• IPX – Internet Packet Exchange. Used on Netware systems.
• NLSP – Netware Link Services protocol – Uses OSPF algorithm and is replacing IPX to provide internet capability.
• RIP – Routing information protocol uses a distance vector algorithm.
There is a device called a brouter which will function similar to a bridge for network transport protocols that are not routable, and will function as a router for routable protocols. It functions at the network and data link layers of the OSI network model.
Gateways
A gateway can translate information between different network data formats or network architectures. It can translate TCP/IP to AppleTalk so computers supporting TCP/IP can communicate with Apple brand computers. Most gateways operate at the application layer, but can operate at the network or session layer of the OSI model. Gateways will start at the lower level and strip information until it gets to the required level and repackage the information and work its way back toward the hardware layer of the OSI model. To confuse issues, when talking about a router that is used to interface to another network, the word gateway is often used. This does not mean the routing machine is a gateway as defined here, although it could be.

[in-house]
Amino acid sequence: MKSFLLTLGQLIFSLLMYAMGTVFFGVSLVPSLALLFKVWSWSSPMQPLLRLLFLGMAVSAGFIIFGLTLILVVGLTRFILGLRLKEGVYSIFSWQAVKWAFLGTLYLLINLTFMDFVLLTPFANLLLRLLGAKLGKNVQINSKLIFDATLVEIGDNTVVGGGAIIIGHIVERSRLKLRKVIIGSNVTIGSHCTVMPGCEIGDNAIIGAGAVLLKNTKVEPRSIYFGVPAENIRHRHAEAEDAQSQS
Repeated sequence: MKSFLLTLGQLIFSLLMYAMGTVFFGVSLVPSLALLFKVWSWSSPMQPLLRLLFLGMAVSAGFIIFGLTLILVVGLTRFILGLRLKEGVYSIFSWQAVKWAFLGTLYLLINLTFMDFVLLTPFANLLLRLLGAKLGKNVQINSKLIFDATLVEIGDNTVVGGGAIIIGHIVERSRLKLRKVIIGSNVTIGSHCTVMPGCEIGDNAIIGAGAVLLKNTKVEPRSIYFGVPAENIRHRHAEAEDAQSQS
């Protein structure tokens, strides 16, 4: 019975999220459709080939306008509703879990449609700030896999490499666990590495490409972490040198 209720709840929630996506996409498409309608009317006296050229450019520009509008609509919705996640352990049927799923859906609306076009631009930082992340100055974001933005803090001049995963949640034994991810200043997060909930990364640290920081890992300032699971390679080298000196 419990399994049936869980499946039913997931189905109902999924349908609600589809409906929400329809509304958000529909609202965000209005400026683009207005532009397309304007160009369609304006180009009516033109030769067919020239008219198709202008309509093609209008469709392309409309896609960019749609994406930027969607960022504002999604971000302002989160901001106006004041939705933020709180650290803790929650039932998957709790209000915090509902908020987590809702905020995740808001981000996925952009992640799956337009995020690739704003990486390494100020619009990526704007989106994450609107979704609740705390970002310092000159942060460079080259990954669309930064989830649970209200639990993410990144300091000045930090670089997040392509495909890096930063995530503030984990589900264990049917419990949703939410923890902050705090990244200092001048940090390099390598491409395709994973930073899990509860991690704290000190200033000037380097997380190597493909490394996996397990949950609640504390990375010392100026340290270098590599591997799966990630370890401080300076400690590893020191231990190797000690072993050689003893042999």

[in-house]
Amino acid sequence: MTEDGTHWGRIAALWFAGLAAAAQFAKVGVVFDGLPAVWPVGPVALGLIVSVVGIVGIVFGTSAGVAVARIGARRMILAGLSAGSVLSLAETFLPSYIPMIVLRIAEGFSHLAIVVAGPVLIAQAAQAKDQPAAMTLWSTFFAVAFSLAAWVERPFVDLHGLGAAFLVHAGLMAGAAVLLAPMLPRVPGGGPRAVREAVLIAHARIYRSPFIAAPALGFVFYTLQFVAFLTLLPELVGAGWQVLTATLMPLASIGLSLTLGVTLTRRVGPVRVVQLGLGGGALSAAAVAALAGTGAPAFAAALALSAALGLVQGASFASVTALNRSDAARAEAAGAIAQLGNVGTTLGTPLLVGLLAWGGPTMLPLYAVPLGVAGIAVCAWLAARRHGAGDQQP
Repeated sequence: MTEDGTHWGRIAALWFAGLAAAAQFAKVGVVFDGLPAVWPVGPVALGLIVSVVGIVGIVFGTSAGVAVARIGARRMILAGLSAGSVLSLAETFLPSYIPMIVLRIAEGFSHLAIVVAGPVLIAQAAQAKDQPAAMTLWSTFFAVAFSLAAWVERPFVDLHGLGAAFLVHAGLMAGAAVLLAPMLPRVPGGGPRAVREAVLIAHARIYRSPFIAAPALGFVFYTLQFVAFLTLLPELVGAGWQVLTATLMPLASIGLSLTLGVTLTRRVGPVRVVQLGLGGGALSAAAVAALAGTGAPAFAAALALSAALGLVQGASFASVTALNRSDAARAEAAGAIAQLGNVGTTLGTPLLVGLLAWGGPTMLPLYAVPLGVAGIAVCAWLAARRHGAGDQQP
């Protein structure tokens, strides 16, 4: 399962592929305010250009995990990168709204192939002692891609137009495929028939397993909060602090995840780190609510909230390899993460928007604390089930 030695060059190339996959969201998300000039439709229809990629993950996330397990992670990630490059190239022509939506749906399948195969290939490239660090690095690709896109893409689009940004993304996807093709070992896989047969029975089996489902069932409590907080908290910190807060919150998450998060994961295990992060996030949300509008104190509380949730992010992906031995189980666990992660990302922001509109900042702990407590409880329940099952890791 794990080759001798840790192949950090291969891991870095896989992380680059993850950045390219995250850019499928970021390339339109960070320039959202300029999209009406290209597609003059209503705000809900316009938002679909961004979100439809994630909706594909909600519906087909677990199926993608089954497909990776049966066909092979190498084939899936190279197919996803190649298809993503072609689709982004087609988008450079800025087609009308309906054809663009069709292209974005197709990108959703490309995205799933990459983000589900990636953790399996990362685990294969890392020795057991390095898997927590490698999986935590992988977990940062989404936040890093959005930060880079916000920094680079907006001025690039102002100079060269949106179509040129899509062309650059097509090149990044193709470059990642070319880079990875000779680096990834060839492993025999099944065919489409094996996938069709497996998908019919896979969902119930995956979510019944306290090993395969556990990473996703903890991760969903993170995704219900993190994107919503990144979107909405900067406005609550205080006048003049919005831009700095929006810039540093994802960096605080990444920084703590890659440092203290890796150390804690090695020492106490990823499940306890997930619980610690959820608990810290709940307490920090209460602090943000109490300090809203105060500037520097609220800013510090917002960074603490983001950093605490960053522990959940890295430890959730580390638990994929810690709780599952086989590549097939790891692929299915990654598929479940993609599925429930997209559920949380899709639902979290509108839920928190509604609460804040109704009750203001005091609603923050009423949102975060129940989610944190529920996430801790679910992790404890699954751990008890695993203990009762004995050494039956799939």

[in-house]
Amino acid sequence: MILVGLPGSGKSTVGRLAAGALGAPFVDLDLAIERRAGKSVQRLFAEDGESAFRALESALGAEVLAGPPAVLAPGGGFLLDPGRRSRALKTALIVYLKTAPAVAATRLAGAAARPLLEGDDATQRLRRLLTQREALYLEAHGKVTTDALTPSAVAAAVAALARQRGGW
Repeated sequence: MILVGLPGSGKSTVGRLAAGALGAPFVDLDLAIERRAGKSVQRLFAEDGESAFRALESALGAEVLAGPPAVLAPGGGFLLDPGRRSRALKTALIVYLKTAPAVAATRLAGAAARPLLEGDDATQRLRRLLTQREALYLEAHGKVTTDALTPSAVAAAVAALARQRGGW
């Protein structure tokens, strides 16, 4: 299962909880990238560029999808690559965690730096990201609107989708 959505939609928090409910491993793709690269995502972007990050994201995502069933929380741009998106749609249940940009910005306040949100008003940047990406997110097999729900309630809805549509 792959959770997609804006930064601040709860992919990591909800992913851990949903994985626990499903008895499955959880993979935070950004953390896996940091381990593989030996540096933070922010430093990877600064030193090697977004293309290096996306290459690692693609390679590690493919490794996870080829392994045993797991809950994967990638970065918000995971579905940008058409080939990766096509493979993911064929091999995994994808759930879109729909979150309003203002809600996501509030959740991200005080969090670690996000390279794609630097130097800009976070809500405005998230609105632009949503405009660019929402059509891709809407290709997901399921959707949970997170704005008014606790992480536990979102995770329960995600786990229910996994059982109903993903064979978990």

Transmission of waves take place in the electromagnetic (EM) spectrum. The carrier frequency of the data is expressed in cycles per second called hertz(Hz). Low frequency signals can travel for long distances through many obstacles but can not carry a high bandwidth of date while high frequency signals can travel for shorter distances through few obstacles and carry a narrow bandwidth. Also the noise effect on the signal is inversely proportional to the power of the radio transmitter. The three broad categories of wireless media are:
1. Radio – 10 Khz to 1 Ghz. It is broken into many bands including AM, FM, and VHF bands. The Federal communications Commission (FCC) regulates the assignment of these frequencies. Frequencies for unregulated use are:
o 902-928Mhz – Cordless phones, remote controls.
o 2.4 Ghz
o 5.72-5.85 Ghz
2. Microwave